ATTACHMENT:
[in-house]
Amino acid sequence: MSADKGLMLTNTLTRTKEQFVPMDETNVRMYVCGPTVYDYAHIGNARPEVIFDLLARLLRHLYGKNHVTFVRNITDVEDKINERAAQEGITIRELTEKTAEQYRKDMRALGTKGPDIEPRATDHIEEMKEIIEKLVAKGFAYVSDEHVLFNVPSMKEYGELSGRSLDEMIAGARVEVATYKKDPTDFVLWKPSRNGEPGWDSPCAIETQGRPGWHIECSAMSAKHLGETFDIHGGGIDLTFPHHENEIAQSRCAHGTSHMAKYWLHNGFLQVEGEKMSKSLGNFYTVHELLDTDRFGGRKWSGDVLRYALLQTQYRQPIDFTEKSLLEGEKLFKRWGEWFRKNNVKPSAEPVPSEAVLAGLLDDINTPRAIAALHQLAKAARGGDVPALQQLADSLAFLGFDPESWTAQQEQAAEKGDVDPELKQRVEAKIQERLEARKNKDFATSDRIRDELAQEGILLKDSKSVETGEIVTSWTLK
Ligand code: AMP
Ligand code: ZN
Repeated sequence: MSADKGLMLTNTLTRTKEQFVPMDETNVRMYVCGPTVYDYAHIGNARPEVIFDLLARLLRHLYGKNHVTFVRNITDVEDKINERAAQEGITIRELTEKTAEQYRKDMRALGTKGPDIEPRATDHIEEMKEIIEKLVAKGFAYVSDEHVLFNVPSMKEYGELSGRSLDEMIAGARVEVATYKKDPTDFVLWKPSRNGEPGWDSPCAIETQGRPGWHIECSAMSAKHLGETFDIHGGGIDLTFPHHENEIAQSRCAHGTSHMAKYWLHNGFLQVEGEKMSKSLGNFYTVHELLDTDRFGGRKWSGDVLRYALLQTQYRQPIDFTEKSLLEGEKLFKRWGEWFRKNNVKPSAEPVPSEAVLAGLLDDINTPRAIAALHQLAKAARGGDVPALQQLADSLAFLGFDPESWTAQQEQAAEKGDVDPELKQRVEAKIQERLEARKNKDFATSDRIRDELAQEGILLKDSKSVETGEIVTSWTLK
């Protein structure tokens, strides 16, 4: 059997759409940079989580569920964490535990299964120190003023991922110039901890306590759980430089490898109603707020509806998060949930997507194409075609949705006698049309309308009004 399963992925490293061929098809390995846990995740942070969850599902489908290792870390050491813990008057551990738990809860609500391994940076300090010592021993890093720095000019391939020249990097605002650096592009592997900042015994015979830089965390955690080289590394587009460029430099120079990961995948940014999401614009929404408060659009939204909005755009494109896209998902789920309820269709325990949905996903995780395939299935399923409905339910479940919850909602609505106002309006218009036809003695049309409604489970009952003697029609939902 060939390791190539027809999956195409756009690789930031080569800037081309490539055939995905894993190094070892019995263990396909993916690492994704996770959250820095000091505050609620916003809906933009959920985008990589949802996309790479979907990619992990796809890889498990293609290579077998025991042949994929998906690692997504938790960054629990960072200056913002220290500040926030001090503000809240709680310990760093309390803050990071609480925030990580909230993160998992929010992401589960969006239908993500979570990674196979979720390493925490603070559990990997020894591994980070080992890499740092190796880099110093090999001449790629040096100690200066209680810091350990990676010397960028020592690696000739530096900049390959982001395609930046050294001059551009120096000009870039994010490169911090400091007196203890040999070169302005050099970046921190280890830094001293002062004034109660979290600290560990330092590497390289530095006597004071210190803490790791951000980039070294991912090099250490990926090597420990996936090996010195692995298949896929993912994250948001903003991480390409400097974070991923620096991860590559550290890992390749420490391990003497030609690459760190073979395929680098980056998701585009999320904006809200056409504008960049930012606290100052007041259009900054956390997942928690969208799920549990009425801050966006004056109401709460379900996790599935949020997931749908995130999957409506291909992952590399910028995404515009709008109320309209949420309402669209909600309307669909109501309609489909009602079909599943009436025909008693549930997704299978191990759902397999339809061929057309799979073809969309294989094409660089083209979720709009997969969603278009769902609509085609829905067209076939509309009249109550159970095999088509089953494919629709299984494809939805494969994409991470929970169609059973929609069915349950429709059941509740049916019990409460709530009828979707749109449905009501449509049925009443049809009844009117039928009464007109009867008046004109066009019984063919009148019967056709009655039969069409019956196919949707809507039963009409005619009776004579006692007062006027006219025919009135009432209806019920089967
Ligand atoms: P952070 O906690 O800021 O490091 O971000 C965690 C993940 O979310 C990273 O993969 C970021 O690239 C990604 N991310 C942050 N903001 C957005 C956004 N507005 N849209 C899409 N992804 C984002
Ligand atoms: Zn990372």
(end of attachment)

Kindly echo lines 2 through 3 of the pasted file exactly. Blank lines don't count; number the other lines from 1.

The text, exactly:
Amino acid sequence: MSADKGLMLTNTLTRTKEQFVPMDETNVRMYVCGPTVYDYAHIGNARPEVIFDLLARLLRHLYGKNHVTFVRNITDVEDKINERAAQEGITIRELTEKTAEQYRKDMRALGTKGPDIEPRATDHIEEMKEIIEKLVAKGFAYVSDEHVLFNVPSMKEYGELSGRSLDEMIAGARVEVATYKKDPTDFVLWKPSRNGEPGWDSPCAIETQGRPGWHIECSAMSAKHLGETFDIHGGGIDLTFPHHENEIAQSRCAHGTSHMAKYWLHNGFLQVEGEKMSKSLGNFYTVHELLDTDRFGGRKWSGDVLRYALLQTQYRQPIDFTEKSLLEGEKLFKRWGEWFRKNNVKPSAEPVPSEAVLAGLLDDINTPRAIAALHQLAKAARGGDVPALQQLADSLAFLGFDPESWTAQQEQAAEKGDVDPELKQRVEAKIQERLEARKNKDFATSDRIRDELAQEGILLKDSKSVETGEIVTSWTLK
Ligand code: AMP